Tod Papageorge has been the director of Graduate Study in Photography at the Yale School of Art since 1979. This essay is an inspired reading of Frank's indebtedness to Evans, "a debt so profound that . . . we can observe not only the influence, but the way in which a brilliant young photographer embraced and comprehended a masterpiece."
Frank (right) by: Richard Avedon
Frank has always been upfront about Evans' influence on his work but, as Papageorge writes, that acknowledgment has mostly been ignored:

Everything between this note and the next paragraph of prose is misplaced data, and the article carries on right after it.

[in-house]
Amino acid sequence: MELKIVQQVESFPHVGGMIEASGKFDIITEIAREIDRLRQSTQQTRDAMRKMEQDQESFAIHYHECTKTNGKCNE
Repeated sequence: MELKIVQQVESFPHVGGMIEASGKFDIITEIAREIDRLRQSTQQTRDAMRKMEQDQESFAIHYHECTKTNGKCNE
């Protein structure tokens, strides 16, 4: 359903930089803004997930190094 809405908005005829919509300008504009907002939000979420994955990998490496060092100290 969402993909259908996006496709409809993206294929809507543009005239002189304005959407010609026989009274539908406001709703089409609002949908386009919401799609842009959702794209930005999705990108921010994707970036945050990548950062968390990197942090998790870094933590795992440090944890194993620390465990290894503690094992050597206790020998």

Although, since The Americans was published, Frank has consistently stated that Walker Evans . . . was the photographer who most influenced his work, the few writers who have discussed the two men in relation to one another generally have done so by setting them in a Manichaean opposition. In this equation, Evans, on the side of the angels, is seen as a moralist whose work unequivocally accepts and elevates the raw material of vernacular American culture, while Frank, in the devil's party, is seen as the photographic equivalent of Rimbaud — an anarchic poet who sings one brutal song, and then, in despair and exaltation, or whatever joy is found in conjunction with the creation of something incomparable, denies his gift by rejecting it. That the sorrowing world Frank's book describes has been set against Evans' lightstruck community, where, in at least a casual reading, everything possesses the clear gorgeousness of achieved fact, is unsurprising. But the suggestion that the two photographers are related only because they share the same general subject ignores the particular debt that The Americans owes to American Photographs, and, with that, disregards the most subtle triumphs of Frank's book, its transformation of Evans' vision.
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